Invesco European Equity Fund

31 March 2022

3 minute read

Finding ‘cheap’ companies is what fund managers do, isn’t it? Yes, it is. But one fund manager’s definition of ‘cheap’ can be very different to another. Finding cheap companies that are simply ‘out of favour’ is a particularly interesting approach that really focuses your attention away from what is happening today and more towards the longer term.

Who's it for? All investors

There’s a reason why the share prices of some companies are more expensive than others. It’s usually because they are strong companies which are growing their earnings. And there’s usually a reason why some companies’ share prices are cheap – because those companies are weaker businesses and the market expects them to become weaker. But within those cheap companies, it is possible to find companies which have potential to grow. It’s these companies which the market has simply overlooked or which have become ‘unloved’ which the Invesco European Equity Fund looks to invest in.

Why would a company be undervalued?

The team at Invesco believe there are three main reasons why the share prices of some good quality companies are cheap. Firstly, markets simply overreact to what’s happening today, rather than focusing on the years ahead. We see this often when the share prices of companies surge or collapse on the back of a news release or earnings report from that company, which typically focuses on today’s market. Investors’ attentions are then diverted away from where that company will be in three or five years’ time, which results in a share price that’s no longer focused on the long term.

Secondly, investors typically focus on current trends and believe these will continue for many years. A good example was during the first global pandemic lockdown in early 2020, where global air travel collapsed. However, we subsequently saw air travel return over the following months.

Thirdly, a significant cause of market inefficiencies is momentum. This is where investors continue to buy shares which are rising or sell shares that are falling. More and more trading in these shares simply creates momentum behind the rising and falling share prices. This can lead to some share prices becoming abnormally expensive and some share prices becoming abnormally cheap, regardless of how strong those underlying businesses are.

Investing in cheap companies

The Invesco European Equity Fund looks to invest in about 50 companies which they have identified to be cheap. But it’s important to understand that these cheap companies can remain cheap for many years. It has been known for some of these companies to remain ‘out of favour’ for some time during which the Invesco European Equity Fund could underperform.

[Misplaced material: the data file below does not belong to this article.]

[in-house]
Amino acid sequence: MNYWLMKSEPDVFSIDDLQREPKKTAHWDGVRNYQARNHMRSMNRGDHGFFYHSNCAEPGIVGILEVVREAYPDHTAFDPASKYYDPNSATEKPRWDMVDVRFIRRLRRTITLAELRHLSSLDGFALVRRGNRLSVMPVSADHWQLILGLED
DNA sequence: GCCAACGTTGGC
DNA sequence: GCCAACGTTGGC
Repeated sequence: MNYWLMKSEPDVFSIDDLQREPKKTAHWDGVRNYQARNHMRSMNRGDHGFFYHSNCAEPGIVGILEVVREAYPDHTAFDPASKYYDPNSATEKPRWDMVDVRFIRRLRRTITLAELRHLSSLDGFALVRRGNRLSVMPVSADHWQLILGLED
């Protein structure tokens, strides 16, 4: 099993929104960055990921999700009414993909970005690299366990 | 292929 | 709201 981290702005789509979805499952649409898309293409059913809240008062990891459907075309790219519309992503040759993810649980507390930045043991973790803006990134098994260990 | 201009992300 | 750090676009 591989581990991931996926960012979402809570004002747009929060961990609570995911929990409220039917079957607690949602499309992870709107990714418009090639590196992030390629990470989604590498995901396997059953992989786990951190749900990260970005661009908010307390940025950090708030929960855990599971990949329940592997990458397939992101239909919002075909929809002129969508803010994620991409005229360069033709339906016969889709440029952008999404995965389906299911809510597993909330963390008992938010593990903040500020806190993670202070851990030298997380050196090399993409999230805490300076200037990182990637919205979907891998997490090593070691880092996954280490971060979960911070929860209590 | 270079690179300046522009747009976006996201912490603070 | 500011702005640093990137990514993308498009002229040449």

But if these companies are genuinely good quality, and they really are just ‘out of favour’, then buying them when their share prices are cheap should be a prudent investment. We like how the team at Invesco have been sticking to this approach to investing for many years and have a long track record in identifying such companies. This is why the fund has a place on the Barclays Funds List.

If you’re thinking of investing in a European equity fund, and the idea of an alternative approach to finding ‘out of favour’ companies sounds like an attractive approach to investing, this fund could be worth considering. In addition to the Invesco European Equity Fund, there are also four more funds on the Barclays Funds List that invest in the shares of European companies. Find out more information on these funds.

Correct at the time of publishing.

To diversify your investment, you may like to consider our own Barclays Ready-made Investments (RMI). The RMI are just one example of a range of diversified funds which allow you to select the level of risk you are most comfortable with. These Barclays multi-asset funds invest in passive funds across a range of asset classes and regions, offering a globally diversified solution for investors. Ready-made Investments are not the only funds that we offer and they won’t be appropriate for everyone.

Past performance of the fund and its manager are not a reliable indicator of their future performance.

We don’t offer personal investment advice so if you’re unsure you should seek that independently.

Funds are designed for the long term so you should only consider them if you can stay invested for at least five years.

These are our current opinions but the future, as ever, is uncertain and outcomes may differ.

Read the Assessment of Value report [PDF, 3.2MB] for funds run by Barclays.

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